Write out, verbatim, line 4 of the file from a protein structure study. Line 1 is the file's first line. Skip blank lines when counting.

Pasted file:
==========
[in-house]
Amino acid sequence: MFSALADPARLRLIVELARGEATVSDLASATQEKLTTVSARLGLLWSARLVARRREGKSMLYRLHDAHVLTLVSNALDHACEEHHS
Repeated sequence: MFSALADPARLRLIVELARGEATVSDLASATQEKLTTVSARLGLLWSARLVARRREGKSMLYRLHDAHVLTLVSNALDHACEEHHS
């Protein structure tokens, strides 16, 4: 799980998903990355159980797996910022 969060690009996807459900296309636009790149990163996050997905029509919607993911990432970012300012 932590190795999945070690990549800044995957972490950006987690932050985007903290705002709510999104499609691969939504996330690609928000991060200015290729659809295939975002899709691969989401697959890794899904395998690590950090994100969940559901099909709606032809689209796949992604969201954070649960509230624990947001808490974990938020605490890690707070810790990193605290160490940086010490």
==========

């Protein structure tokens, strides 16, 4: 799980998903990355159980797996910022 969060690009996807459900296309636009790149990163996050997905029509919607993911990432970012300012 932590190795999945070690990549800044995957972490950006987690932050985007903290705002709510999104499609691969939504996330690609928000991060200015290729659809295939975002899709691969989401697959890794899904395998690590950090994100969940559901099909709606032809689209796949992604969201954070649960509230624990947001808490974990938020605490890690707070810790990193605290160490940086010490």